IMG_20191126_084232407IMG_20191126_092119934Comparison of our two cats:  Catherine et Tile Both were adopted from the SPA 3 years ago now. Catherine is round with short legs.  She has an amazing coat with swirls, dots, spots, and stripes. Apparently, swirls are a more recent adaptation in cat coats. Her legs are short and her tail is too thick and she chirps instead of meowing.  She's obsessed with her food. She is very social and she's quite entertaining.  She likes to live indoors, even though she has acess to outdoors when she wants through the cat door.  Her coat is smooth with almost a lanolin like feeling.  Hunting is not her idea of time well spent.  She goes outside only when absolutely necessary or to be with us when we are out there.  In the summer she enjoys survying her royaume from the wheelbarrow where she is off the ground and protected from all the scary things outside.   She does chase insects and one year nearly destroyed my daphne by jumping into it to catch the butterflies that were visiting its flowers. Tile is an outdoor cat.  He has very long legs.  When he runs; it's like watching a feather skipping along the ground.  In the summer he only comes in to eat.  He's a serious hunter.  He often brings me the mice he's caught, his loud voice annoucing his prize before I see him.  He has very long claws that are very sharpe.  He defends our yard from other cats.  He's very brave except when it comes to men.  He does not trust them, and perfers to hide rather than meet them.  When he first arrived he was very suspicious of everyone.  Now he's much better.  His coat is very soft with very fine hair that are longer than Catherine's.  His markings are like ticking, more like a wild cat.  His tail ends abruptly like it's been cut off.  It is often bent at the end as if it has been broken. I hope you can see in the sketches that they have very different morphology.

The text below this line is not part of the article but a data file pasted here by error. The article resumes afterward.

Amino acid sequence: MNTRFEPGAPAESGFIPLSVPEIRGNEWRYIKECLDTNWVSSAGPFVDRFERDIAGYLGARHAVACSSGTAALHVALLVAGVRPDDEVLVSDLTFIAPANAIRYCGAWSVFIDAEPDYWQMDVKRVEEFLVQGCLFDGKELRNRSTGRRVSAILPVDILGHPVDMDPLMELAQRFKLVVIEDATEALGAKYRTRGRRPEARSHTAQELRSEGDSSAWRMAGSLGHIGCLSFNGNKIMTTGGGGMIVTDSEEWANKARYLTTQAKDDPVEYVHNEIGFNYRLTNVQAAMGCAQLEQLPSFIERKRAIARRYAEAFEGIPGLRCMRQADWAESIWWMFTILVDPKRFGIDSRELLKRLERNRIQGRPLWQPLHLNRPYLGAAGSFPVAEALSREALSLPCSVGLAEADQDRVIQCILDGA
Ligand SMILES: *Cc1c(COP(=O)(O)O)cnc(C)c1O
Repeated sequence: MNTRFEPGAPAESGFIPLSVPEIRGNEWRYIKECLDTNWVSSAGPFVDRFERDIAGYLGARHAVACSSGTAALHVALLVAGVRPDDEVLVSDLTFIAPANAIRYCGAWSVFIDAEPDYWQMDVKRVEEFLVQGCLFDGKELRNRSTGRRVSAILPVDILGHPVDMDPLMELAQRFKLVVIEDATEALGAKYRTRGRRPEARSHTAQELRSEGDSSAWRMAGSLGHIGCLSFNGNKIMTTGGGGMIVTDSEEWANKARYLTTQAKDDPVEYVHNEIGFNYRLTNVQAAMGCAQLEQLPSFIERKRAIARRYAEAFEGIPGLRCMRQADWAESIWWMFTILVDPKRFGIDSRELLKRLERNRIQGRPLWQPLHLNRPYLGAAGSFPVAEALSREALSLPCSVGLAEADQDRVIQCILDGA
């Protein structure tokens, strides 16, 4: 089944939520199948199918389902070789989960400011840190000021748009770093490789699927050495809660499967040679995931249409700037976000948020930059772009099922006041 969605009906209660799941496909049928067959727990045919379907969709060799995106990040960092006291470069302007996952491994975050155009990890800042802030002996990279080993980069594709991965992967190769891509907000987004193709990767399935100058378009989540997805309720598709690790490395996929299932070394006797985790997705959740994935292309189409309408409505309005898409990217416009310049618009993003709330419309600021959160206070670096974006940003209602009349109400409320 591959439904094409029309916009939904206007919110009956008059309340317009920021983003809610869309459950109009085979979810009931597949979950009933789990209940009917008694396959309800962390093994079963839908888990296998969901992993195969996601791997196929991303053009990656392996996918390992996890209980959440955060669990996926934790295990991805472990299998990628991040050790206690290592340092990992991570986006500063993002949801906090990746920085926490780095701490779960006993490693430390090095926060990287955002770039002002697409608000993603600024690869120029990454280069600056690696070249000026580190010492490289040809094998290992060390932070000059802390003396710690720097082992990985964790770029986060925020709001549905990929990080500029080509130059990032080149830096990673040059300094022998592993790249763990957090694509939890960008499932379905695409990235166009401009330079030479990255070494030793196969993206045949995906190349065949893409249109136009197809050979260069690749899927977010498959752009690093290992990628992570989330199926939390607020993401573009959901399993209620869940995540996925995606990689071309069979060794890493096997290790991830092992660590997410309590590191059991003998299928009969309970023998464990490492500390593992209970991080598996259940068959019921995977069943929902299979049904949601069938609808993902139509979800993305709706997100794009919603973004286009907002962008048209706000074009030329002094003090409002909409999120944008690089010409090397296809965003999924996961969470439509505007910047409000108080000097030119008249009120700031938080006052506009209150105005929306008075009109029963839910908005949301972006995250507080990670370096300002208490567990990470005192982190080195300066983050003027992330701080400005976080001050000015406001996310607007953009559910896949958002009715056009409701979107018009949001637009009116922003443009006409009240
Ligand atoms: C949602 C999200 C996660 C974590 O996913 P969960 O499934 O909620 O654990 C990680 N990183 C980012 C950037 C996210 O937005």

• Becky
        Participant
        Chirps: 1
        your drawings are  very well done! I could clearly see the differences between the two cats faces and eyes. You descriptive text had me chuckling...as a fellow cat lover...I could visualize the personalities of your two pets. You have to live with a cat to really know it's preferences, fears, activity level, and how affectionate it is. You have caught the nuances in your cats behavior and caught the feelings that may have caused the behavior. I have 3 daughters, who each have 2 rescue cats, and I marvel at their different personalities. Endlessly fascinating. Terrific comparison study!
      • S
        Participant
        Chirps: 32

        @Becky Thanks very much for taking the time to read.

    • holly
      Participant
      Chirps: 24
      1. For years I've unknowingly been doing comparison studies [without having the terms to describe and enhanced knowledge of how to more properly sketch comparatively]. It was simply my curiosity to test the little I'd learned & my desire to make things better on my sketch pad. Using anchor points, her reminder to use what she already taught us about negative space and her willingness to use her ERASURE [as I made smudgy left-handed sketches] when we worked or were trying to clean things up on the pad will be always useful. 2, I've studied language & fancied myself a writer more than an artist, but after this class at Cornell I'm going to enjoy being both. With my memory problems [because of my epilepsy] Fuller's reminder to record dates, times & places my own sketch pad would make me a better  secretary that the writer & artist could use. IMG_2719IMG_2721
    • David
      Participant
      Chirps: 14